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March, 1986, Vol. 109, No. 3
Beauty and barber shops:
the trend of labor productivity
Output per hour of persons employed in the beauty and barber shop industries rose at an average annual rate of 0.8 percent between 1972 and 1984.1 Other industries with a high personal service component show roughly comparable trend rates, including the hotel and motel industry.
Output of beauty and barber shops remained virtually unchanged between 1972 and 1984, while hours dipped 0.6 percent a year. (See table 1.) The comparative weakness in output and hours was linked to sharp contractions in the number of barber shops. Beauty shops recorded some gains in output and a small long-term rise in hours.2
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1 The two industries for which productivity is discussed here have been designated as
SIC 723 (beauty shops) and SIC 724 (barber shops) in the Office of Management and Budget's Standard Industrial Classification Manual, 1972. Beauty shops are primarily engaged in beauty services; barber shops are primarily engaged in furnishing barber and men's hair styling services. Combination beauty and barber shops are classified as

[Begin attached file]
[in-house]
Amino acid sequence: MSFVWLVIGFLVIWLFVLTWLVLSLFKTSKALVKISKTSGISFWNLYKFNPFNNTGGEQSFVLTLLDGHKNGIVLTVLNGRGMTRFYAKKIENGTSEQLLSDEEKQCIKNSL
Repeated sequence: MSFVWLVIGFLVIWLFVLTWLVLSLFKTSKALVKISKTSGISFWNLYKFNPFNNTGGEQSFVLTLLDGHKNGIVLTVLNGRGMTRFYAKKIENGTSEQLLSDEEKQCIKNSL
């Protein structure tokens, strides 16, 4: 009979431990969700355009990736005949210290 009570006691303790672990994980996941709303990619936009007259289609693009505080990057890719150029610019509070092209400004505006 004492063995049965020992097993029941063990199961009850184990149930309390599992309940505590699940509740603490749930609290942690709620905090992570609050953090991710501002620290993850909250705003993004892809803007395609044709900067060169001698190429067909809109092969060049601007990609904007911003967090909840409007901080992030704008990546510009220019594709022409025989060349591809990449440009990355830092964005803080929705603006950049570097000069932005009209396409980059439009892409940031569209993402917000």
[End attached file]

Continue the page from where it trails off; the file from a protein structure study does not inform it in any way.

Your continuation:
SIC 723. Beauty schools and barber schools are included in the respective industries.
A separate productivity measure for barber shops has not been published because of the limited reliability of employment data.
Average annual rates of change are based on the linear least squares trends of the logarithms of the index numbers. The measures of productivity will be updated and included in the annual BLS bulletin, Productivity Measures for Selected Industries.
2 For an earlier study of productivity in beauty and barber shops, see Jean Alexander Wilburn, "A Contrast in Productivity Trends Within Personal Services: The Beauty and Barber Shop Industries," in Victor R. Fuchs and Jean Alexander Wilburn, Productivity Differences Within the Service Sector (New York, National Bureau of Economic Research, 1967). pp. 55-109. The study covered the 1939-63 period, but used census-year rather than annual data. The Wilburn study and BLS findings compare average annual rates of change, in percent, for 1939-63 and 1972-82.
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